Land Registry sale on hold
The government’s decision to scrap the privatisation of the Land Registry will benefit property buyers and sellers in Newington Green and the surrounding areas.
The Land Registry, which has recorded the ownership of property since 1862, was due to be sold off as part of plans drawn up by former Chancellor George Osborne to raise £5bn by 2020.
Details of the sale were expected to be included in the Neighbourhood Planning and Infrastructure Bill, which was launched in Parliament earlier this month.
Although the proposed legislation contains details of how the government plans to support more house building and provide more local say over the development of land, there is no mention of the Land Registry’s future ownership.
A government source explains: “No decision has been taken on the future of the Land Registry. A consultation on the Land Registry’s future closed in May and we are carefully considering our response. It is only right that new ministers take time to look at all their options before making a decision.”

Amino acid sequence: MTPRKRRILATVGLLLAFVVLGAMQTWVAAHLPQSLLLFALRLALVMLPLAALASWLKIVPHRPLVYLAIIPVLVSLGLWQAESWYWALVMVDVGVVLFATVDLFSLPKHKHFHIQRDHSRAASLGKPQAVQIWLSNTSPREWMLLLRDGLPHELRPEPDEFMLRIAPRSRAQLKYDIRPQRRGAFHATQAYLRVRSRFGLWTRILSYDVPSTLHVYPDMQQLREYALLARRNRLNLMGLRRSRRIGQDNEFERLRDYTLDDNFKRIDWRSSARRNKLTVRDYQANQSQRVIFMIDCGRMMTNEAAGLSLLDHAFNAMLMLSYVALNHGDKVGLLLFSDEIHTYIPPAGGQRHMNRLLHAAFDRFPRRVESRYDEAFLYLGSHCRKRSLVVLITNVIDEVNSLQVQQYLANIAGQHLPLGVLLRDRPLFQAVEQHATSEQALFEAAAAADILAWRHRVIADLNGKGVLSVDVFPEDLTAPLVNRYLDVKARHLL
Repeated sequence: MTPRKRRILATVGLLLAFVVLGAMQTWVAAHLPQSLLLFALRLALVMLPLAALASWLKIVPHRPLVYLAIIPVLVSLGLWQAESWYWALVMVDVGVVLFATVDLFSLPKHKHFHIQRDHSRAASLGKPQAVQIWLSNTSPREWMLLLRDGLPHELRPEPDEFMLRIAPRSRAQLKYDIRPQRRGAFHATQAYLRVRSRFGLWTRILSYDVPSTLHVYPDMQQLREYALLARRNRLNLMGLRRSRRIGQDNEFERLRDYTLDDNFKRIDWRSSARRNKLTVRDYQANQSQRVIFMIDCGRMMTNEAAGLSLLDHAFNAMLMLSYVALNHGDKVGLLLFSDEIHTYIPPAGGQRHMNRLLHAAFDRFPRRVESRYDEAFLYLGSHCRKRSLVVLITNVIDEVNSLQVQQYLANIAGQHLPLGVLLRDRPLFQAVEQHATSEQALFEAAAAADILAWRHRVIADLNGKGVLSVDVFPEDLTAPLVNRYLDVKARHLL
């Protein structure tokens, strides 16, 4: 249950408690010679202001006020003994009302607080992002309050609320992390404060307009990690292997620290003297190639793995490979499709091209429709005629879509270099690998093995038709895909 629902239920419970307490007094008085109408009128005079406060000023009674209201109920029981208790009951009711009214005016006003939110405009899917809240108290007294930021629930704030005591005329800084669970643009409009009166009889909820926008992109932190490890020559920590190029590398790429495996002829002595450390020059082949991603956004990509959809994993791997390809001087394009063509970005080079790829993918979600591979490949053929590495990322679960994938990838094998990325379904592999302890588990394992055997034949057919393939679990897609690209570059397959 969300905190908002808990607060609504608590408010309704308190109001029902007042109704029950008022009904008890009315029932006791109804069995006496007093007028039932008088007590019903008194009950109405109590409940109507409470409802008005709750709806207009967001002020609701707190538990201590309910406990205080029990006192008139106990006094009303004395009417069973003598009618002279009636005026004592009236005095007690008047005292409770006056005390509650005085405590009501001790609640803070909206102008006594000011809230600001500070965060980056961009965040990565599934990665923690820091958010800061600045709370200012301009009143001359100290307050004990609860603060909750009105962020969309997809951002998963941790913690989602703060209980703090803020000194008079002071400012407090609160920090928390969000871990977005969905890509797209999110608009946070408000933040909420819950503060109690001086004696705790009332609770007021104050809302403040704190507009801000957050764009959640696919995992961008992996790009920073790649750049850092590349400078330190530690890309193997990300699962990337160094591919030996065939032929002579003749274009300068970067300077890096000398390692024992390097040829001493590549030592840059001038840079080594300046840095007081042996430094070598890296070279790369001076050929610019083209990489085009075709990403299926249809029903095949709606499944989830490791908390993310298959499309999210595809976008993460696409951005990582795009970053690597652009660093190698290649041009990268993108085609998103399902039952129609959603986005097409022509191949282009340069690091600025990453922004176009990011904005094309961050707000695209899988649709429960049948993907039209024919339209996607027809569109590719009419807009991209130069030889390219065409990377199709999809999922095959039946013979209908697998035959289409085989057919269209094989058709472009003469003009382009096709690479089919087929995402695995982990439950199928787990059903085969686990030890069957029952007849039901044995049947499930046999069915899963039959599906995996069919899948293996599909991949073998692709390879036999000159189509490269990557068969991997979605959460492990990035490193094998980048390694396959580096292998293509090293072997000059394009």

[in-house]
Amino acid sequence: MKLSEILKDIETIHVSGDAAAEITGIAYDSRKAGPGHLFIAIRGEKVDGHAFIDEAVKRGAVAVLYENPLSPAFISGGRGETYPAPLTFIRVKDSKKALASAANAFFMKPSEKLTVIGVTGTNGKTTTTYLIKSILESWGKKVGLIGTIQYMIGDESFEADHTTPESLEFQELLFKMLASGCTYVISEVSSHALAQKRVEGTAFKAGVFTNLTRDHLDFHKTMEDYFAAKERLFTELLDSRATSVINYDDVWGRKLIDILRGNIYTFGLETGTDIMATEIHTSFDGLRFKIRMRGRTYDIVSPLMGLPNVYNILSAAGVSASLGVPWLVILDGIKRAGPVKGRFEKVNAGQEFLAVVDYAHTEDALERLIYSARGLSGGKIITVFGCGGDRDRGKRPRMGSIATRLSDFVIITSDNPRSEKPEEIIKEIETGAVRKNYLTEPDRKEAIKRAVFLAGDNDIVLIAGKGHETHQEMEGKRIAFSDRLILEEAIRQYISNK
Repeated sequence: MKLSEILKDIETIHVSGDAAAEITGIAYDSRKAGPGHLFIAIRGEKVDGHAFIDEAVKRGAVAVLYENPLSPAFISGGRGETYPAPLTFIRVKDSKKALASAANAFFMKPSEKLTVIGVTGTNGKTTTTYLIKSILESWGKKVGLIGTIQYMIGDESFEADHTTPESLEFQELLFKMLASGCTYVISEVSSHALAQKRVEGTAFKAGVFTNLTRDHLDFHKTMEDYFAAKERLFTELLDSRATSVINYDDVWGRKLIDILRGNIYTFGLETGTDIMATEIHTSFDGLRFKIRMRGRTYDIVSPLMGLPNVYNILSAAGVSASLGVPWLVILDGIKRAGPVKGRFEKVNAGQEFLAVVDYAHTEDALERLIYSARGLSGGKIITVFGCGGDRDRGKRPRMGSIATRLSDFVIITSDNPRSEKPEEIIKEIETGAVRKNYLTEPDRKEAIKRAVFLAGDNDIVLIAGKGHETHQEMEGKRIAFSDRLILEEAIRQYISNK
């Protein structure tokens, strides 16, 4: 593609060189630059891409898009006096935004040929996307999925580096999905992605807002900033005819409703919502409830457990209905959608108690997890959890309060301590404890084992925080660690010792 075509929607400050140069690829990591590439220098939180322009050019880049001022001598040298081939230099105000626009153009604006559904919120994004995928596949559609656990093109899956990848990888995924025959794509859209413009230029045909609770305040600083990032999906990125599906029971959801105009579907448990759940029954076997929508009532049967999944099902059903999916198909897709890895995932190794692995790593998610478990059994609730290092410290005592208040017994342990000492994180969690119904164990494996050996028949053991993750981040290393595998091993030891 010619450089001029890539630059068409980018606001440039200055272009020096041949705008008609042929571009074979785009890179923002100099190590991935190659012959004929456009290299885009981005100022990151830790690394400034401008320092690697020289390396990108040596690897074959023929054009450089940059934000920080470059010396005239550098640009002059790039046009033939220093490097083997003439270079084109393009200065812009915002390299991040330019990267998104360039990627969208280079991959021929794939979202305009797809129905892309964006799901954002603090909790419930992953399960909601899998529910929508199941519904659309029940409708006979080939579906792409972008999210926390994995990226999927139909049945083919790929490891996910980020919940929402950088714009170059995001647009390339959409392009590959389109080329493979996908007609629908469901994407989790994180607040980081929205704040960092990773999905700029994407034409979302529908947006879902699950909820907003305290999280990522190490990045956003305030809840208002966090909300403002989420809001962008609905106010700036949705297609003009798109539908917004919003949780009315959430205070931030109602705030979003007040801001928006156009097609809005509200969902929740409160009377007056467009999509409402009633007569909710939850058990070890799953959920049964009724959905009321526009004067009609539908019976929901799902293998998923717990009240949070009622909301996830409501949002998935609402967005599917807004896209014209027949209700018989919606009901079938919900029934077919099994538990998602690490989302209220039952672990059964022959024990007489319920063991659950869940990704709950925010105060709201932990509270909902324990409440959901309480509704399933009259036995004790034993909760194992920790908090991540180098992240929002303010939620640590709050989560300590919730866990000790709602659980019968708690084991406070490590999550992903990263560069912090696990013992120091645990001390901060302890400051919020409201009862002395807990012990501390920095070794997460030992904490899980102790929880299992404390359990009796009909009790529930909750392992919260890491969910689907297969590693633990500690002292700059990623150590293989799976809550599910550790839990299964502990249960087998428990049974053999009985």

Opponents of the Land Registry’s sale point out that the consultation failed to set out a framework for customer complaints or how the new owners would be held accountable for errors after the creation of an ombudsman was ruled out.
The Land Registry keeps the official record of commercial and residential land ownership in England and Wales, holding 24 million titles for properties. Data is available to the public via searches at £3 each, and used by other organisations to provide a range of services including the UK House Price Index.
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Although it is part of the Department for Business, Energy and Industrial Strategy, the Land Registry operates as an executive agency and a trading fund. In 2014/15 alone it cost almost £261m to run, but generated £297m of revenue.
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